Duke’s Graduate Programs for Nursing and Medicine Rank Among Nation’s Best
DURHAM, N.C. -- Graduate program rankings released today by U.S. News & World Report place Duke University School of Nursing and School of Medicine among the top in the nation.
The School of Nursing was again ranked the No. 2 program in the nation for its Master of Science of Nursing program (MSN) among 236 master’s programs ranked by the magazine.
Duke’s Doctor of Nursing Practice program (DNP) was ranked No. 4 among 170 doctoral programs rated annually by the magazine. Several nursing specialty areas were also included among the top 10: DNP-Leadership (first); MSN-Nurse Practitioner-Family (first); MSN-Nurse Practitioner-Adult/Gerontology, Acute Care (first); MSN-Administration (first); MSN-Nurse Practitioner: Pediatric, Primary Care (first); MSN-Nurse Practitioner-Adult/Gerontology Primary Care (second); Nurse Practitioner: Psychiatric Mental Health, across the Lifespan (second).
The School of Medicine was ranked among the best in the nation, placing 12th among 120 schools. Seven specialty programs in the School of Medicine ranked in the top 10: Surgery (fourth); Anesthesiology (fourth); Internal Medicine (fifth); Radiology (tied, fifth); Obstetrics and Gynecology (tied, fifth); Pediatrics (tied, ninth); and Psychiatry (tied, tenth). The medical school’s Physical Therapy program ranked No. 7 among 244 programs evaluated.
“Our schools of medicine and nursing are again ranked amongst the best in the nation, thanks to the extraordinary talent and commitment of our faculty, staff and trainees,” said A. Eugene Washington, M.D., chancellor for health affairs at Duke University and president and chief executive officer of the Duke University Health System. “Year after year, they have consistently pushed our patient care, research and education missions to higher levels of excellence and impact and for that, we are very proud.”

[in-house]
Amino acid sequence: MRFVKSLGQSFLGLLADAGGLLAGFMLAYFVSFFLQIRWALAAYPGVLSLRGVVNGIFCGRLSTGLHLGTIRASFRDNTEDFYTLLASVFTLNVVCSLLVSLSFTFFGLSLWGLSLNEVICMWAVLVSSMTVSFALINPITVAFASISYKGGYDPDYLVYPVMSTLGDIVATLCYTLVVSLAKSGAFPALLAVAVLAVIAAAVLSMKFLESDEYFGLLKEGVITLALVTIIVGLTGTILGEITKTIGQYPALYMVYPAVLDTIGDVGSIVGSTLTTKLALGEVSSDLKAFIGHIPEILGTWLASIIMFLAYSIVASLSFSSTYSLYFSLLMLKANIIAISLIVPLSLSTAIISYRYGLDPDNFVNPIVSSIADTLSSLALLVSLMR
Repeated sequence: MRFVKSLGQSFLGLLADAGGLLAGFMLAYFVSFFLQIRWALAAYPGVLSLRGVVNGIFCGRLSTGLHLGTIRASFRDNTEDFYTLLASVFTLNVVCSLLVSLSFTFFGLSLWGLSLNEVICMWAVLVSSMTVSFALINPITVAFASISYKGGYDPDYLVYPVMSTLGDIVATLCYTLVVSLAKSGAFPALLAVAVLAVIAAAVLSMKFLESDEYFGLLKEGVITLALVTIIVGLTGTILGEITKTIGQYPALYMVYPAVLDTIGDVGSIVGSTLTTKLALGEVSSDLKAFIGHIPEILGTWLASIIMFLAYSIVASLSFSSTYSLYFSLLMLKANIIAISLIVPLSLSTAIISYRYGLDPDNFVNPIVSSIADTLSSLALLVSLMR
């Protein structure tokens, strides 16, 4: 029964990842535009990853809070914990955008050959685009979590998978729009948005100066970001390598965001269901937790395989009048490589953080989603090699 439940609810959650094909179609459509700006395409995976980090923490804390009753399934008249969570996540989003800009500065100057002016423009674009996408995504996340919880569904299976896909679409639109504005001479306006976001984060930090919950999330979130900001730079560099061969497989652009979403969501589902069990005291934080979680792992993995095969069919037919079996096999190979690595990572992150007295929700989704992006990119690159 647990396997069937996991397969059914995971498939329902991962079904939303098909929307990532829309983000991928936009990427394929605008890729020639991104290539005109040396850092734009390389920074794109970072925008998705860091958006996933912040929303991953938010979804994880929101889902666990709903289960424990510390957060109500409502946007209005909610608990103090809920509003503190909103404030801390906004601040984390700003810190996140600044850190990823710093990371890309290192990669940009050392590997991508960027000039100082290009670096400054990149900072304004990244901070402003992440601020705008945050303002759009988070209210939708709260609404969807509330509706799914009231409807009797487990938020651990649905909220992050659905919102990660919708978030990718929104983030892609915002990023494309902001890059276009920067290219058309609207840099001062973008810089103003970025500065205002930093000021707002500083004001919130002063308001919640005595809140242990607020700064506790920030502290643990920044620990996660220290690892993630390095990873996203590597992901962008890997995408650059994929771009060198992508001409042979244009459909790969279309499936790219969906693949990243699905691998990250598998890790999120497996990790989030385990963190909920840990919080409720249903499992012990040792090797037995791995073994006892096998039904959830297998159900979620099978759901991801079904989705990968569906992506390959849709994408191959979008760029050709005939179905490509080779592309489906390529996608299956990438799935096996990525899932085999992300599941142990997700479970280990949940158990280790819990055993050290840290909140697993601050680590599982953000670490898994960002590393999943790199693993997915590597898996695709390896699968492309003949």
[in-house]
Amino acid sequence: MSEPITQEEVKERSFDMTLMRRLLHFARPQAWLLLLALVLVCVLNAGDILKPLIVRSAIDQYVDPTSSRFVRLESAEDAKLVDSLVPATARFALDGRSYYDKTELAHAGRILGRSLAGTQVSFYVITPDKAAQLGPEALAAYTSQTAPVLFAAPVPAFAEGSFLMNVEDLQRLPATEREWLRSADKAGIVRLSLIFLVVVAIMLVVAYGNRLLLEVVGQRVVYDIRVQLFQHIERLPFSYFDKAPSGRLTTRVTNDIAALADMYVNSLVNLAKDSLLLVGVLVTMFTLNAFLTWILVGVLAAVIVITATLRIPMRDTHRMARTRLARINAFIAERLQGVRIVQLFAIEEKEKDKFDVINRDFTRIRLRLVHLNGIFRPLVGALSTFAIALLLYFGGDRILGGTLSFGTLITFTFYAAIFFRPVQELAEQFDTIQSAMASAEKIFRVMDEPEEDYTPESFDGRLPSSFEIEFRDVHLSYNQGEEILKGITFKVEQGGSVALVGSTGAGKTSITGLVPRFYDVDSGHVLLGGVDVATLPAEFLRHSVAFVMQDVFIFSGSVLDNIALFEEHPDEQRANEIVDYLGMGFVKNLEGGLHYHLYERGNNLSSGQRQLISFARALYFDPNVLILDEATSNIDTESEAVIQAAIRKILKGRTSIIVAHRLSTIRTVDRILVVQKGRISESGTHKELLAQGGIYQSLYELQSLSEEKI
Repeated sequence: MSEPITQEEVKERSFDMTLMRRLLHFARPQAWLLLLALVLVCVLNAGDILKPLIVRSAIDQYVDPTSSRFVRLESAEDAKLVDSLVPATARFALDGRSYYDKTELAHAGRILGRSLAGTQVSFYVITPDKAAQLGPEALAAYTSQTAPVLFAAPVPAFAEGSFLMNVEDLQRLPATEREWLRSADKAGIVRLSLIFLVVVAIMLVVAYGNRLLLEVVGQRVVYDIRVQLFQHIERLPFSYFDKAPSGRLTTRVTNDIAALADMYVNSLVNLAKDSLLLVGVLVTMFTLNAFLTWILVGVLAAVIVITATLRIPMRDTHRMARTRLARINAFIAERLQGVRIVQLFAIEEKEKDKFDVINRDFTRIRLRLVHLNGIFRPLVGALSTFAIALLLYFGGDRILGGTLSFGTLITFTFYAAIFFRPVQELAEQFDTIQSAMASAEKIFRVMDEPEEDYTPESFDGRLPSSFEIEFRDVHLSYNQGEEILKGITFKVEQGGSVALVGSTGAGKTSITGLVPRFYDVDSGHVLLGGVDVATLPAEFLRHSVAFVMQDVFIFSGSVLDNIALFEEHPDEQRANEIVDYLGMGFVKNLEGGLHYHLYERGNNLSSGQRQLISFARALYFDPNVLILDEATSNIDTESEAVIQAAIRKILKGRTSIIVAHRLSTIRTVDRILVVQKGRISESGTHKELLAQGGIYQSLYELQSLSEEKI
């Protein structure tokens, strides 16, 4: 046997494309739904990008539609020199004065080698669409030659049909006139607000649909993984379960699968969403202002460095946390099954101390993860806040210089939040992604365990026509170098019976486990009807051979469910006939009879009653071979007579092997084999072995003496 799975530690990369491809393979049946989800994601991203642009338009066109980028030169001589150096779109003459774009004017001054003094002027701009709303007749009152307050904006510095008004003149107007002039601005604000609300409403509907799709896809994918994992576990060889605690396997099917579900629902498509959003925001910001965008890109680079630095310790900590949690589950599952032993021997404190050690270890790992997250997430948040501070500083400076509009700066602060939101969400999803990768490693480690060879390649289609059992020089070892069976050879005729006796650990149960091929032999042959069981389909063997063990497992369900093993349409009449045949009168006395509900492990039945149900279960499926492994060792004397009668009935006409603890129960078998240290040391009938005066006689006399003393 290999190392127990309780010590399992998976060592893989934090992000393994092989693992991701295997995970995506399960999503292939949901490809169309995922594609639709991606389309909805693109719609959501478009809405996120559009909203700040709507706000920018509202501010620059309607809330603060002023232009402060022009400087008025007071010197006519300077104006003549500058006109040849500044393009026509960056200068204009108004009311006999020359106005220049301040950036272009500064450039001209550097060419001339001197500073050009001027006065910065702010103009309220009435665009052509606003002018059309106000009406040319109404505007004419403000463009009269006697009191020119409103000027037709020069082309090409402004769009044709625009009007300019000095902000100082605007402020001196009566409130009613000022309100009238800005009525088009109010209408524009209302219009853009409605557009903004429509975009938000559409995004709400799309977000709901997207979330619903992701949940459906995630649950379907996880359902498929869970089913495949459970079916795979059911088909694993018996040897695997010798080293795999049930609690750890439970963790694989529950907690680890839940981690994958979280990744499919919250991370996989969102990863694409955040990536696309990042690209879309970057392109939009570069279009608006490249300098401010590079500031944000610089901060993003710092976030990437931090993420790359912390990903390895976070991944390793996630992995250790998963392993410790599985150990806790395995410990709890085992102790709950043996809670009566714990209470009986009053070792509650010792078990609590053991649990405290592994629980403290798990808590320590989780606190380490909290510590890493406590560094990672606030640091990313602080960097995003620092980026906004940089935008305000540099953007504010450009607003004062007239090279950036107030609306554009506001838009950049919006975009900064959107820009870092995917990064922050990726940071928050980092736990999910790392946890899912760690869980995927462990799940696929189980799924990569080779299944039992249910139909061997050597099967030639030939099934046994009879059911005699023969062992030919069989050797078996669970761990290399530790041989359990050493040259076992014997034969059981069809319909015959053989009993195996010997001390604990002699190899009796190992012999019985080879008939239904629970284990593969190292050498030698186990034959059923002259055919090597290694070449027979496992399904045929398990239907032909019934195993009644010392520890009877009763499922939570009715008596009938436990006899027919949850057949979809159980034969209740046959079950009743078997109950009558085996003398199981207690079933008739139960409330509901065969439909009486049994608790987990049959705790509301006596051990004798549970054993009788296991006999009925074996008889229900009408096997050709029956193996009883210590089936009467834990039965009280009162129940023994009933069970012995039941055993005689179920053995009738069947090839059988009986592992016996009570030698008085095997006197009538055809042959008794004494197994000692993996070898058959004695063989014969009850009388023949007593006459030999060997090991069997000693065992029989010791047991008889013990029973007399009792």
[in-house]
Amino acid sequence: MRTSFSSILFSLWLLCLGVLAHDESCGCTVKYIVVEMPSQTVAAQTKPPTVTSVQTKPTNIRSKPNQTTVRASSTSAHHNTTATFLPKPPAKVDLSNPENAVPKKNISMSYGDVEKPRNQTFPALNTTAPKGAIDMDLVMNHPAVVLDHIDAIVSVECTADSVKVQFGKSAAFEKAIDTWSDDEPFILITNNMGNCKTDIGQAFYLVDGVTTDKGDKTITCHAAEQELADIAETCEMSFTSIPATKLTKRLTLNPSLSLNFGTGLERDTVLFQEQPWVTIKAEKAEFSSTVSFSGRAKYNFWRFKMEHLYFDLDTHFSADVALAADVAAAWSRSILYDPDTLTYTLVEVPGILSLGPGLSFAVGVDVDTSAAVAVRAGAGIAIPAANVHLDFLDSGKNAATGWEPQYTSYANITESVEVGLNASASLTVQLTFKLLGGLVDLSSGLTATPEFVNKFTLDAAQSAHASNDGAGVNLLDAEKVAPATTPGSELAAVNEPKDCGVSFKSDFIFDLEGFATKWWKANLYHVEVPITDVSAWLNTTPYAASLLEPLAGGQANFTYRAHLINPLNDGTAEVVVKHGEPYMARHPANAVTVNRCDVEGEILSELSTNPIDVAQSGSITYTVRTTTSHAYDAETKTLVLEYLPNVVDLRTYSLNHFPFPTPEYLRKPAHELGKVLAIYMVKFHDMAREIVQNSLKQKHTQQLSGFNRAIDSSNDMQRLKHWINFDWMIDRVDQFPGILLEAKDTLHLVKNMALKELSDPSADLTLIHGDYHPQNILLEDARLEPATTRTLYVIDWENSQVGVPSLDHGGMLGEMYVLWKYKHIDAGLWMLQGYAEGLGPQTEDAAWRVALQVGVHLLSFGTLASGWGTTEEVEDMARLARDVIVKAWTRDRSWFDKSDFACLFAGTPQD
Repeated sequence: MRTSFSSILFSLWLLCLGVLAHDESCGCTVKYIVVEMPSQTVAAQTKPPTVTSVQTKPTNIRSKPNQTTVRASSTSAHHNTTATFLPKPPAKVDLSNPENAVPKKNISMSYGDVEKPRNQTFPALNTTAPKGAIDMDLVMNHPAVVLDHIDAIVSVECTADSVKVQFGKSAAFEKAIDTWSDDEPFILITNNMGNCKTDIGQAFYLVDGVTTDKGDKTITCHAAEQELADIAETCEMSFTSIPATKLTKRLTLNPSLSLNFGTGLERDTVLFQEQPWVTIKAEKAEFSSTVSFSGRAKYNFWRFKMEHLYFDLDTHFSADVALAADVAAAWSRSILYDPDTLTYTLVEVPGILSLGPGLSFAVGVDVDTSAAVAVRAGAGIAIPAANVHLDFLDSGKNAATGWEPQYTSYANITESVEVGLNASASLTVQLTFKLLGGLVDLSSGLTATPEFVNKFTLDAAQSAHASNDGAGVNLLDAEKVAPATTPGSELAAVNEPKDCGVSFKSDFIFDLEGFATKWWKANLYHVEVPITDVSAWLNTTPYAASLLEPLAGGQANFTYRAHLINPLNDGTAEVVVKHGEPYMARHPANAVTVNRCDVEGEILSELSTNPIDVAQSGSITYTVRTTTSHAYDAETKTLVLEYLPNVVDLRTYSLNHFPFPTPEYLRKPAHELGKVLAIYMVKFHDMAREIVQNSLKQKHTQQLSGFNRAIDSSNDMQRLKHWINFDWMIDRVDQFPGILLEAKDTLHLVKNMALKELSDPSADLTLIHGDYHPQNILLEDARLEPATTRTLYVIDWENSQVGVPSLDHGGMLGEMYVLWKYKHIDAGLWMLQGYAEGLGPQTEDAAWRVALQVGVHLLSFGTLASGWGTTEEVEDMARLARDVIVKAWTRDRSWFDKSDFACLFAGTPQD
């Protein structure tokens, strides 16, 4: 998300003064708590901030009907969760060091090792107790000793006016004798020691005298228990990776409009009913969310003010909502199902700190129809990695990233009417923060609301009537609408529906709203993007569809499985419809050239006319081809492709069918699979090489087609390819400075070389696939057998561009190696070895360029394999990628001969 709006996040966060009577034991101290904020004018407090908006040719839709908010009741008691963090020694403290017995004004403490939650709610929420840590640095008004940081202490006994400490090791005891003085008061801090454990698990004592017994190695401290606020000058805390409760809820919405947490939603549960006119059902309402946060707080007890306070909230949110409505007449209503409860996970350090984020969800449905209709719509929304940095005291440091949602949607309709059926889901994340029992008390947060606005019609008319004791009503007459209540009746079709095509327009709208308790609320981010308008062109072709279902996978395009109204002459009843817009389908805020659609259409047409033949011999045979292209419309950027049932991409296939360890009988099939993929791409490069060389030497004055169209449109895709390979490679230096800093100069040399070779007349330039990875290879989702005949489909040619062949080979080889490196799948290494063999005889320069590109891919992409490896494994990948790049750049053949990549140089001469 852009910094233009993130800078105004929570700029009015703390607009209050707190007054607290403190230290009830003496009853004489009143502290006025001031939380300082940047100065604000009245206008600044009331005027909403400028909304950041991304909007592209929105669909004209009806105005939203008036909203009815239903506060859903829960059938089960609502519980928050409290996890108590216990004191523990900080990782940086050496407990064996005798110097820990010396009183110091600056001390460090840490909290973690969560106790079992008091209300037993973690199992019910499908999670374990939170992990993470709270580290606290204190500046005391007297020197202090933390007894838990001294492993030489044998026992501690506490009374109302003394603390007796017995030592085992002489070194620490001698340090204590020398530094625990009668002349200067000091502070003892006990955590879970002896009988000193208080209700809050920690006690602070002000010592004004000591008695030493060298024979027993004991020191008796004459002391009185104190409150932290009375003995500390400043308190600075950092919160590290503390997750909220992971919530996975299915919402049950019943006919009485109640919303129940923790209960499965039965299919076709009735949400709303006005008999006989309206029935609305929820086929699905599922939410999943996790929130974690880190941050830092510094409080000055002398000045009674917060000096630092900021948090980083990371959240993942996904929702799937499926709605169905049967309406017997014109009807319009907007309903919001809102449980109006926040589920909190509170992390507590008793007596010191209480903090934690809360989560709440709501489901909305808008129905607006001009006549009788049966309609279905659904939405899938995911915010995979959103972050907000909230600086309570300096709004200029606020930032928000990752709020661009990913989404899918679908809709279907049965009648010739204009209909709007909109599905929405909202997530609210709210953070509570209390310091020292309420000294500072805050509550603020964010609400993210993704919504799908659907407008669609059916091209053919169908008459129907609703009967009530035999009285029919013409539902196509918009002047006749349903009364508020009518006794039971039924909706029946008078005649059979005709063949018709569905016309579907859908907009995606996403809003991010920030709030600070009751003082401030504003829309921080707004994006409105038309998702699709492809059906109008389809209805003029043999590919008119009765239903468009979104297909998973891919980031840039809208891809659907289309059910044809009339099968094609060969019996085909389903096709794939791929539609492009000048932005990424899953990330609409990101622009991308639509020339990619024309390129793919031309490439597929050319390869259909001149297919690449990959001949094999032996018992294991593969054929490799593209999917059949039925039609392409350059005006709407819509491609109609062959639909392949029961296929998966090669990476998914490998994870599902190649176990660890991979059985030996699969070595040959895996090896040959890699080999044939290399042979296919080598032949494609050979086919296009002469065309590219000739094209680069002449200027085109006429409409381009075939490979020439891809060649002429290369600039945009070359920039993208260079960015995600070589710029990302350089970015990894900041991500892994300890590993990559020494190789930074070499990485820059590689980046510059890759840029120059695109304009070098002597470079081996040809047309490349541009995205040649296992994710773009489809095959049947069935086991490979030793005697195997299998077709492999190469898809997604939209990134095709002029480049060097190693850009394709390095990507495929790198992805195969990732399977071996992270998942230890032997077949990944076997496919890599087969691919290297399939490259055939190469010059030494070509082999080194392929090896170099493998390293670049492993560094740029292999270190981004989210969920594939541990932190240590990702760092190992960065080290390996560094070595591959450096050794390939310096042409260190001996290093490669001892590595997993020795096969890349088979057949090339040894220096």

“We are very pleased with the School of Nursing once again being named #1 or #2 in seven MSN or DNP specialties, and near the very top in several other rankings, including the overall Best Graduate Nursing MSN and Best DNP Programs,” said Marion E. Broome, dean of Duke University School of Nursing. “These rankings are a reflection of our world-class students who are attracted by a world-class faculty and supported by outstanding staff. We are excited about the future of nursing education, research and clinical practice at the Duke University School of Nursing and will continue to build upon this wonderful recognition.”
“Our stature as one of the nation’s preeminent medical schools is a direct reflection of our exceptional faculty, students and staff who consistently raise the bar for medical research, education and patient care,” said Mary E. Klotman, M.D., dean of Duke University School of Medicine. “I am especially proud of our departments, which consistently rank in the top among their peers each year, and of our Doctor of Physical Therapy program, which rose to number 7 in the rankings.”
U.S. News annually ranks graduate schools in six disciplines, including business, law, medicine, nursing, engineering and education. The magazine uses criteria such as grade-point averages of incoming students, acceptance rates and employment outcomes of graduates. For medical schools, the magazine also weighs NIH funding, NIH funding per faculty member, medical school entrance scores and grade point averages, among other criteria.